Alumni Spotlight – Mike Shammas (Class of ’09)

mike-shammas-apa-most-studious
Mike along with Chelsea Viscardi in their Senior Superlative photo

Mike earned the senior superlative at Parrott of “Most Studious.”  He was Salutatorian of the Class of 2009, a member of the Quiz Bowl team, and an active volunteer in his community.  Mike spent a lot of time working with the Boys and Girls Club and a variety of other charities.  He traveled with SERV to Washington, DC and worked with the National Coalition for the Homeless.  Mike has always had an interest in the political process and as a student at Parrott, served as a North Carolina state page.  After leaving Parrott, Mike headed to Duke, where he graduated summa cum laude in 2013 with a degree in political science.

Mike continued to experience much academic success, graduating cum laude from Harvard Law School in 2016.  Upon graduating, he won the Dean’s Award for Community Leadership for his work serving as the 2015-2016 editor-in-chief of the Harvard Law Record, the oldest law school newspaper in the United States.  Mike won the National Law Review Writing Competition in April 2016 (Read his essay here).

Mike is currently working as a litigator at Paul, Weiss, Rifkind, Wharton & Garrison LLP in New York City, where he takes on criminal and civil cases.  He also writes regularly for publications like the Huffington Post and The Good Men Project.  We asked him a few questions about his experience at Parrott and Mike shared the following with us:

Tell us about a memorable Parrott Academy experience or experiences.

I fondly remember hiding behind corners in the hallway with my twin brother, Ronnie, warily peeking forward in anxious attempts to evade Mr. Pollock’s keen gaze as we stubbornly refused to tuck our shirt tails in!

How did your Parrott Academy experience prepare you for your future endeavors?

Parrott was so academically challenging, but definitely in a good way. Parrott offered courses like AP U.S. History, taught by awesome teachers like Ms. Barrow, which sparked interests I already had but that I hadn’t had the opportunity to explore in such detail. It also was full of hardworking, enthusiastic teachers like Ms. Leighton who helped me improve in topics like statistics which, admittedly, were initially a bit of a struggle.

Tell us about one of your favorite teachers.

I took two English courses with Mrs. Kennedy my junior and senior years and the reading and writing skills she instilled have proven so helpful since high school. Today, when I write legal briefs, Ms. Kennedy’s admonition to cut extra words and vary sentence structure are so relevant. Stumbling upon Mrs. Kennedy’s classes at Parrot have fundamentally changed my life for the better, and (hopefully) my clients’ lives as I write briefs, motions, and memos on their behalf using the writing lessons Mrs. Kennedy taught me a few years ago.

What advice would you offer to current juniors and seniors? 

Keep an open heart and an open mind as you go through life. Treat everyone with the respect they deserve due to the simple fact that they’re human. Most of our problems as a country, as humans, can be attributed to a failure of either empathy or intellectual humility or both. None of us has all the answers. No fellow human life is so flawed as to be worthy of mistreatment. Kindness opens doors that ambition alone does not and cannot.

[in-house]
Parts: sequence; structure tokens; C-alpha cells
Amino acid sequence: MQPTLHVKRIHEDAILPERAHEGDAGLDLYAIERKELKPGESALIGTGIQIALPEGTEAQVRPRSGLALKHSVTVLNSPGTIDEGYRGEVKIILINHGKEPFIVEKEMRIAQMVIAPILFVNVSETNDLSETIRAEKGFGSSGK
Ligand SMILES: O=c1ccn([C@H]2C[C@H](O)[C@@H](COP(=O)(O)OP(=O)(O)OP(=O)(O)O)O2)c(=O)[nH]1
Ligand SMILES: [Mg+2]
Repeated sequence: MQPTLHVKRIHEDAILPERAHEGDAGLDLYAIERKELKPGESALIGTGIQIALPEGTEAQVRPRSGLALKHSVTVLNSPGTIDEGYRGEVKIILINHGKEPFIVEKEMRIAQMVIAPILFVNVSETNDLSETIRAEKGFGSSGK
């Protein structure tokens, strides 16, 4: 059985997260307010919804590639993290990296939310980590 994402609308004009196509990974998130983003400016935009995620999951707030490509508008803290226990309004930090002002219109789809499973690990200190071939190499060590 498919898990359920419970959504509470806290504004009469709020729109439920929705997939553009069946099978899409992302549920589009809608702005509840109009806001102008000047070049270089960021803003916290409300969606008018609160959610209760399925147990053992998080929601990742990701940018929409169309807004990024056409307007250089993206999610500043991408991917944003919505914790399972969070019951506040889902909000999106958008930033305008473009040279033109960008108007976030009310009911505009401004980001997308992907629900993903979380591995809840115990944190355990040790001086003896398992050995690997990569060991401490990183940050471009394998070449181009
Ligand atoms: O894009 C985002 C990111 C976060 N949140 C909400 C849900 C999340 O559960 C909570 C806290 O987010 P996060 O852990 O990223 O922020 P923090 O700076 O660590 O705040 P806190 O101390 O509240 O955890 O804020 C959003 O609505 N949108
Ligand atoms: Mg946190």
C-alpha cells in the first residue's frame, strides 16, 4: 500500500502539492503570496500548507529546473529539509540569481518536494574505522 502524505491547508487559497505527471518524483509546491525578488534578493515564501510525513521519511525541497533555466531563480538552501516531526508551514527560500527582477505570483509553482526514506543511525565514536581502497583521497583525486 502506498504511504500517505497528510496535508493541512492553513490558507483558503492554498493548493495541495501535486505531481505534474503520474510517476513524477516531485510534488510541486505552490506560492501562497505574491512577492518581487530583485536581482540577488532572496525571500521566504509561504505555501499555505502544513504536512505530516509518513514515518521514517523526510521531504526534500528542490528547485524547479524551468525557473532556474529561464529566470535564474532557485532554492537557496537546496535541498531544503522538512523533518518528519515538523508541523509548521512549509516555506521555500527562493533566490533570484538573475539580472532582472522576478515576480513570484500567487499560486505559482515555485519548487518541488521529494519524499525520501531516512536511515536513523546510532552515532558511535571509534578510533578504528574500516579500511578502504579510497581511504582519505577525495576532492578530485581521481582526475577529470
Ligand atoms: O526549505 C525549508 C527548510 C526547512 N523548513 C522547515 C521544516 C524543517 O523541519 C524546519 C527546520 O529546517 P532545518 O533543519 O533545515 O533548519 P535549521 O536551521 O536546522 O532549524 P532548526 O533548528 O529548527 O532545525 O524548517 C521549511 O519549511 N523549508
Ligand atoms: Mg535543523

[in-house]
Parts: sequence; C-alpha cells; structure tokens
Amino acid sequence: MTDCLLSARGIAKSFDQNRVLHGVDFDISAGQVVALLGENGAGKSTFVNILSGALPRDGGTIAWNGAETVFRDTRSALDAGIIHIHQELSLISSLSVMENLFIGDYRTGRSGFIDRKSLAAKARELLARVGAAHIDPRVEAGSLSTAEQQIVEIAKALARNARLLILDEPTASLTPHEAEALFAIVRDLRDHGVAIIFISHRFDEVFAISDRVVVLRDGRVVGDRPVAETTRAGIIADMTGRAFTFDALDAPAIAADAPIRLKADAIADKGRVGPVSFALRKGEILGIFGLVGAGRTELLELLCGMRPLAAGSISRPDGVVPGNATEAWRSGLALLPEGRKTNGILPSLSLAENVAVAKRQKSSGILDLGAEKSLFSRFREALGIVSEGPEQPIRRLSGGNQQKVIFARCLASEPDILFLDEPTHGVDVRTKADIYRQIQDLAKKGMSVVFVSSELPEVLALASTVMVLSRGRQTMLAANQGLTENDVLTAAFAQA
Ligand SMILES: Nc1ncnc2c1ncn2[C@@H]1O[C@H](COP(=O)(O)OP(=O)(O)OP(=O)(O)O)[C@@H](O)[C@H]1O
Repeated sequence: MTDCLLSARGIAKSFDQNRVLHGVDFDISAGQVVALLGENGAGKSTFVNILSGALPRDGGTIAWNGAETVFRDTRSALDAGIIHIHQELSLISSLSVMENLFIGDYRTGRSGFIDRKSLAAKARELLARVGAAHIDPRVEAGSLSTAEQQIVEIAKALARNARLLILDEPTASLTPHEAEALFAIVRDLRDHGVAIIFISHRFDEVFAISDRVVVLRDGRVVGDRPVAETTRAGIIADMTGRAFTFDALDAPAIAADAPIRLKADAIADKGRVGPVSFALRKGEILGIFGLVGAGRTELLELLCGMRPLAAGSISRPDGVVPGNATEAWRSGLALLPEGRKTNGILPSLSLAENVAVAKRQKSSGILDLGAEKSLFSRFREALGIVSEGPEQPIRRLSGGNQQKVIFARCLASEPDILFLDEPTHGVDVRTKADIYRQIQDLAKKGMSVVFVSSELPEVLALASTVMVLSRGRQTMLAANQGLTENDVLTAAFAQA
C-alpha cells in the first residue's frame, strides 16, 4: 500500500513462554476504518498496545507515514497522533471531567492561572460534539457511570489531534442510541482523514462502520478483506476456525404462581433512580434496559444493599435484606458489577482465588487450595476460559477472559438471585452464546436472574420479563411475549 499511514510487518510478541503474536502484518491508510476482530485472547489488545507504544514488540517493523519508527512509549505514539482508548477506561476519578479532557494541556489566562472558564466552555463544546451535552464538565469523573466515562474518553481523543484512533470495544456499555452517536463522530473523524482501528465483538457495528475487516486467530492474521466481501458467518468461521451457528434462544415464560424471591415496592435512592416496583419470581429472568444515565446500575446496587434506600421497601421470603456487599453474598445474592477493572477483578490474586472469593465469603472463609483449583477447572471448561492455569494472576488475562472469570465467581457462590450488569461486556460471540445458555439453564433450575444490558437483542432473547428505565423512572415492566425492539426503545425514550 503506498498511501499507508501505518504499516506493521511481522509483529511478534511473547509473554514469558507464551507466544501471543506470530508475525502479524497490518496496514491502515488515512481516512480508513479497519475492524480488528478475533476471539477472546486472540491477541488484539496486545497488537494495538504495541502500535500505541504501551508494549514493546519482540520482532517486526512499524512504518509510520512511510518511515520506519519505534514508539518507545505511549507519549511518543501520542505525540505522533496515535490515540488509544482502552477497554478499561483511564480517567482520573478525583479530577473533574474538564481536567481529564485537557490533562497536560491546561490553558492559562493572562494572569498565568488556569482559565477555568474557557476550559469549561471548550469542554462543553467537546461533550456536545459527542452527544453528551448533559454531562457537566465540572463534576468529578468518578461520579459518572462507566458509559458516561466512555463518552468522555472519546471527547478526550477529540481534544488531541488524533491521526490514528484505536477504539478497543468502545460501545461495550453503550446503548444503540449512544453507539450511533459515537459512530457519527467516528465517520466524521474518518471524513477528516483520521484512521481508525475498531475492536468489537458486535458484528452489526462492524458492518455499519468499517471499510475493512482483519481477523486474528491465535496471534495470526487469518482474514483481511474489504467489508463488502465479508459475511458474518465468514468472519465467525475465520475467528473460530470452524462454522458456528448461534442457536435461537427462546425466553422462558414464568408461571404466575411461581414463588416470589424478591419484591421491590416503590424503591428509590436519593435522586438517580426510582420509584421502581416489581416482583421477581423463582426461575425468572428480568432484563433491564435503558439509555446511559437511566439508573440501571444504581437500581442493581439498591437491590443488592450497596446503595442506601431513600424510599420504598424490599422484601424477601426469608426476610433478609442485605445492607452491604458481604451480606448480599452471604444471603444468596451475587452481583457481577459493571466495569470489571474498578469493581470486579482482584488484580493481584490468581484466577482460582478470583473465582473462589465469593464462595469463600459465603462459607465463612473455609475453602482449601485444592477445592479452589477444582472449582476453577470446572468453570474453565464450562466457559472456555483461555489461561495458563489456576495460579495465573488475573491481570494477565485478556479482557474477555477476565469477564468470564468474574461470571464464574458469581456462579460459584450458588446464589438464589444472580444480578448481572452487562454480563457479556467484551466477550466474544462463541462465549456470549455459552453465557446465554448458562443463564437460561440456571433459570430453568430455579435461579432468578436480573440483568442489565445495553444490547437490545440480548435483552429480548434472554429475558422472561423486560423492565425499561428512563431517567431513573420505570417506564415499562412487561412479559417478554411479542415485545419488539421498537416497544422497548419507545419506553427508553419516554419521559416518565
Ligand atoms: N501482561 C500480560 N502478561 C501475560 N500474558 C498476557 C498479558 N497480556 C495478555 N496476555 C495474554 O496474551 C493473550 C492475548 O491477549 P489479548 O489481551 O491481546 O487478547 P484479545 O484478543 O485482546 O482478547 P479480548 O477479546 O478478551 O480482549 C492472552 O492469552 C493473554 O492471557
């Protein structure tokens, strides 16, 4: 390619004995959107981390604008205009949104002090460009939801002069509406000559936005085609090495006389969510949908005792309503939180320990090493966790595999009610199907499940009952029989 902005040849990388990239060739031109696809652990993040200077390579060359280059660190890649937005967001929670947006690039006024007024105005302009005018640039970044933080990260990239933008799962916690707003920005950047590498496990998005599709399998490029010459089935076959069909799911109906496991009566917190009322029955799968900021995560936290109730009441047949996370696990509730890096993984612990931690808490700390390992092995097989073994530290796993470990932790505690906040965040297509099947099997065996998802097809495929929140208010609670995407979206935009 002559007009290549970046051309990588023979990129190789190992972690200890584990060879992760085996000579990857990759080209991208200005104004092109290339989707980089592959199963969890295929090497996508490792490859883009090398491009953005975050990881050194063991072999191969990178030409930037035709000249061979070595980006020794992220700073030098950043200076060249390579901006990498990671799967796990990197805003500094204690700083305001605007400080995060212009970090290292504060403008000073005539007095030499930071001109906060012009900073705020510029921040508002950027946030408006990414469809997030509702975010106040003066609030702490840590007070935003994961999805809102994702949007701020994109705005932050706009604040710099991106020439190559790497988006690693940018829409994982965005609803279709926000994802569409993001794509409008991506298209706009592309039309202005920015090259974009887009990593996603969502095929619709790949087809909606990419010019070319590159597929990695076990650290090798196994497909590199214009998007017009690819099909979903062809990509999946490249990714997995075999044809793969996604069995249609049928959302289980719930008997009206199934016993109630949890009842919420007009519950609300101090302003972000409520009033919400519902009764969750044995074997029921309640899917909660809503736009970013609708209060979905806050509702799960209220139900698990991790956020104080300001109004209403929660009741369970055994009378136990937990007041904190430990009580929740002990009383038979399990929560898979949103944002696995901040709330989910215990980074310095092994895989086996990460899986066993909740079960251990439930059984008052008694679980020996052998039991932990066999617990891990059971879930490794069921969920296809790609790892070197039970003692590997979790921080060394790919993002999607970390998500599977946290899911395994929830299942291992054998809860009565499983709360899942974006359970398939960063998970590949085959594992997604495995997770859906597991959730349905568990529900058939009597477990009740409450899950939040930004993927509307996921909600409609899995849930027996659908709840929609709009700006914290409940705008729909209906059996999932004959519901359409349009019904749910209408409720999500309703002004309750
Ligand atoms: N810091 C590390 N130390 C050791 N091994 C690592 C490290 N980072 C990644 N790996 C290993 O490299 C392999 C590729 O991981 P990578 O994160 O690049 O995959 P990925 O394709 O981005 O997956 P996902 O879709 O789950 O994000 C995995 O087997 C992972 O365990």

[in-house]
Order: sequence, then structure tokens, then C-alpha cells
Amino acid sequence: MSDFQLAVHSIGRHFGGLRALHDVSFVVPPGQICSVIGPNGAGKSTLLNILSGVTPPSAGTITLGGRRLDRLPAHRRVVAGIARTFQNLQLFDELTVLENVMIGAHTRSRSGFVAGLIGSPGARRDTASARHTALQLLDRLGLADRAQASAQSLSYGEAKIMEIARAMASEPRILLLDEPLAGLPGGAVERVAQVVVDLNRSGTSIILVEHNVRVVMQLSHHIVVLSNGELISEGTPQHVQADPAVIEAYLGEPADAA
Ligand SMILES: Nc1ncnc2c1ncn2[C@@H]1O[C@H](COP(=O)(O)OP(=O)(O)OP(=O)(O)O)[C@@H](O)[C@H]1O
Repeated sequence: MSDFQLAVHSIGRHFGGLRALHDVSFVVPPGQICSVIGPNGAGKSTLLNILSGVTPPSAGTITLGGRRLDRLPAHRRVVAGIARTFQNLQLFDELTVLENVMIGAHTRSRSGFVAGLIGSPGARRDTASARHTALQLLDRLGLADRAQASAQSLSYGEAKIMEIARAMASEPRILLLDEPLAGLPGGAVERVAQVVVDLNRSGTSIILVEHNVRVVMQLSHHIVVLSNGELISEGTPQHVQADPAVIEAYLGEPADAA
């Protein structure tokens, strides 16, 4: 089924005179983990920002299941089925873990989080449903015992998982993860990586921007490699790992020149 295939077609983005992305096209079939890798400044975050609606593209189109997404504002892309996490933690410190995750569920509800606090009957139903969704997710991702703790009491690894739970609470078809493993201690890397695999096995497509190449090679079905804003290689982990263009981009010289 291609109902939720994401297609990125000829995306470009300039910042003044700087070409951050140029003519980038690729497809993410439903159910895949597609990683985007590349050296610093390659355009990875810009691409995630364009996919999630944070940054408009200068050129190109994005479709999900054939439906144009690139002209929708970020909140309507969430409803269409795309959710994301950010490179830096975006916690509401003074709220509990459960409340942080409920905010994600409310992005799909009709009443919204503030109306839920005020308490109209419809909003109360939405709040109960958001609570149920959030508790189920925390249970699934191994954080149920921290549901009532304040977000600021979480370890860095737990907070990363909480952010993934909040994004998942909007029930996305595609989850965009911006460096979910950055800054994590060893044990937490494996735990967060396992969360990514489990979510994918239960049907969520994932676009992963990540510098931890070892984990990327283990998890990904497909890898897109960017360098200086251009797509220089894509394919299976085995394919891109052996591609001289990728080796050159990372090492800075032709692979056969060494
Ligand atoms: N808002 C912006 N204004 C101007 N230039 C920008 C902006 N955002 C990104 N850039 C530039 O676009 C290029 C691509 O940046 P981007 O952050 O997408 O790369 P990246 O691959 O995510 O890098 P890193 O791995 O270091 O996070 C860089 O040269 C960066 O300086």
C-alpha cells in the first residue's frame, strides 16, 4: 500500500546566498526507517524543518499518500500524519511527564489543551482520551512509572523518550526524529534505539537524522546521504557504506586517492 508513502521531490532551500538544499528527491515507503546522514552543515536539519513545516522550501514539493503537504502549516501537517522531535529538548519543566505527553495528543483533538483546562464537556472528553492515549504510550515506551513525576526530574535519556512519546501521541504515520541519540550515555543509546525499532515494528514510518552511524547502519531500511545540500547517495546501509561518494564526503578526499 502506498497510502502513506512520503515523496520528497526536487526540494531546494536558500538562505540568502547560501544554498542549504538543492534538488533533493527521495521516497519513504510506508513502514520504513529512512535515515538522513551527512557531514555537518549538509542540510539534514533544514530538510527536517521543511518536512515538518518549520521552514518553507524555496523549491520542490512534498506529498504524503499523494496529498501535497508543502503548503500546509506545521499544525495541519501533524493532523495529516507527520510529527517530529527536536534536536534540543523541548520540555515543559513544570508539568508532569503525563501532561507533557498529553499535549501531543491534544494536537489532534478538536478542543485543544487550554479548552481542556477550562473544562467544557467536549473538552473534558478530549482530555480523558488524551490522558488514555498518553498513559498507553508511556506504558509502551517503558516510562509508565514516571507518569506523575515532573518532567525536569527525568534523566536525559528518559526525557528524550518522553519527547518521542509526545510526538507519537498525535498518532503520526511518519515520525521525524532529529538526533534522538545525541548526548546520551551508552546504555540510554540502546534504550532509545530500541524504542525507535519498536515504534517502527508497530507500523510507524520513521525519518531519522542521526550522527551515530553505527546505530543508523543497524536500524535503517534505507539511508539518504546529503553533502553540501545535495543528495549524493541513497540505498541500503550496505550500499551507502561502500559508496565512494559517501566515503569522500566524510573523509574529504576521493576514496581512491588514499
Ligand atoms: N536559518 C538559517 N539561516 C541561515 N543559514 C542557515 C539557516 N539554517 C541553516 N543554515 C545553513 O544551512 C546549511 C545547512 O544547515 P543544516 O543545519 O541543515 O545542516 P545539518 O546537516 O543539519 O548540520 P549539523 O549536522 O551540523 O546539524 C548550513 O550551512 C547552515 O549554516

What advice would you offer to recent Parrott alumni?

Keep in touch with your friends from school! It’s too easy to lose touch. And if you’re thinking of moving North, don’t underestimate how much you’ll miss Bojangles.

Help us understand your current position.

I’m a first-year associate at a law firm. Before that, I did a lot of criminal defense appellate-level work at a public defense organization as well as asylum work when I was studying at Harvamike-shammas-harvard-gradrd Law. I still work on pro bono criminal matters, though the majority of my work involves civil litigation.

Regarding criminal law, it’s easy to see why I’m fascinated with it: Few areas of public policy are as fraught with impassioned disagreement as criminal justice. There tend to be two types of criminal lawyers: Those who believe, strongly, in punishment, and bleeding hearts who believe in the fallibility of humans but also in our never-ending capacity for redemption. Both types of lawyers are necessary and complimentary. I tend to identify more closely with the latter, but I understand and empathize with the impulses that animate the former group.

What life goals have you accomplished and what do you still hope to accomplish.

My life goals have changed since I’ve grown older. There was a time when I thought that achieving certain things would bring happiness. Now I realize that happiness comes from within (cliché, I know) and that decking out one’s resume can only bring a certain amount of peace — and, sometimes, brings the opposite of peace.

So at the ripe old age of 25, my main life goal now is to live life. And to get better at keeping in touch with old friends at Parrott!

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